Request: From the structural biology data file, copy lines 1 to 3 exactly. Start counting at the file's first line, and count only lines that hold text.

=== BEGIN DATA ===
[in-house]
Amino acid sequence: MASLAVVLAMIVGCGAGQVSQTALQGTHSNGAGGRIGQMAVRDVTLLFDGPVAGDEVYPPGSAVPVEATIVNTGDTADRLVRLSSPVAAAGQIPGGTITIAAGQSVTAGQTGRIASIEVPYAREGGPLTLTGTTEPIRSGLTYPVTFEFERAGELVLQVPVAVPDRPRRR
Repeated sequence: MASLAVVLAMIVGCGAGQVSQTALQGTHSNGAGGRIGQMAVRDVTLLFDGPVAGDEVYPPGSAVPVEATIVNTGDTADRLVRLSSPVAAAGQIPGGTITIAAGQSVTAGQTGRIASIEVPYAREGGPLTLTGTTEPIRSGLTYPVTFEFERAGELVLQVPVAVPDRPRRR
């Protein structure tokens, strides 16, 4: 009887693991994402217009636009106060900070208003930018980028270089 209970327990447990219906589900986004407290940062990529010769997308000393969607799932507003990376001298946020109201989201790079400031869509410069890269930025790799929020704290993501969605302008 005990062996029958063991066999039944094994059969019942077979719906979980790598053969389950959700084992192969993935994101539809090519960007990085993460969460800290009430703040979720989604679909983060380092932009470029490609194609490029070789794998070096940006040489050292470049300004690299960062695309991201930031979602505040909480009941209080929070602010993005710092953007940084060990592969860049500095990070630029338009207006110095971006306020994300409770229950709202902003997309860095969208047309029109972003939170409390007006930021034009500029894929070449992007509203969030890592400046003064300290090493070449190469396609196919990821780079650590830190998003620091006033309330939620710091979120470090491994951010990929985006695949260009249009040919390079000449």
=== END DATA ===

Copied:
[in-house]
Amino acid sequence: MASLAVVLAMIVGCGAGQVSQTALQGTHSNGAGGRIGQMAVRDVTLLFDGPVAGDEVYPPGSAVPVEATIVNTGDTADRLVRLSSPVAAAGQIPGGTITIAAGQSVTAGQTGRIASIEVPYAREGGPLTLTGTTEPIRSGLTYPVTFEFERAGELVLQVPVAVPDRPRRR
Repeated sequence: MASLAVVLAMIVGCGAGQVSQTALQGTHSNGAGGRIGQMAVRDVTLLFDGPVAGDEVYPPGSAVPVEATIVNTGDTADRLVRLSSPVAAAGQIPGGTITIAAGQSVTAGQTGRIASIEVPYAREGGPLTLTGTTEPIRSGLTYPVTFEFERAGELVLQVPVAVPDRPRRR